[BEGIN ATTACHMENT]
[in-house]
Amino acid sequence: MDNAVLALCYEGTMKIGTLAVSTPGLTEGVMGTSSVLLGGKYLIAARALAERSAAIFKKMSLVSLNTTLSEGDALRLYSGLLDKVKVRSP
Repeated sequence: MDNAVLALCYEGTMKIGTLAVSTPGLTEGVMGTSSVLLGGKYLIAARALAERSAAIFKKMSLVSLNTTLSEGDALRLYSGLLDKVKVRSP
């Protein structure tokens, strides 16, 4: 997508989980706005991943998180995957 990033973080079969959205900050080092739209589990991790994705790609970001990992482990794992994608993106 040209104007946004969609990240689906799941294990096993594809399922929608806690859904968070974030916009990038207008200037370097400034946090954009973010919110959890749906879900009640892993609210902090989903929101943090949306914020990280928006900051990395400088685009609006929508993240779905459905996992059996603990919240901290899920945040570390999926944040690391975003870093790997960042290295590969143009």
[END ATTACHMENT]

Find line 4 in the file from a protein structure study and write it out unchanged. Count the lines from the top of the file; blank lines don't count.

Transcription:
């Protein structure tokens, strides 16, 4: 997508989980706005991943998180995957 990033973080079969959205900050080092739209589990991790994705790609970001990992482990794992994608993106 040209104007946004969609990240689906799941294990096993594809399922929608806690859904968070974030916009990038207008200037370097400034946090954009973010919110959890749906879900009640892993609210902090989903929101943090949306914020990280928006900051990395400088685009609006929508993240779905459905996992059996603990919240901290899920945040570390999926944040690391975003870093790997960042290295590969143009």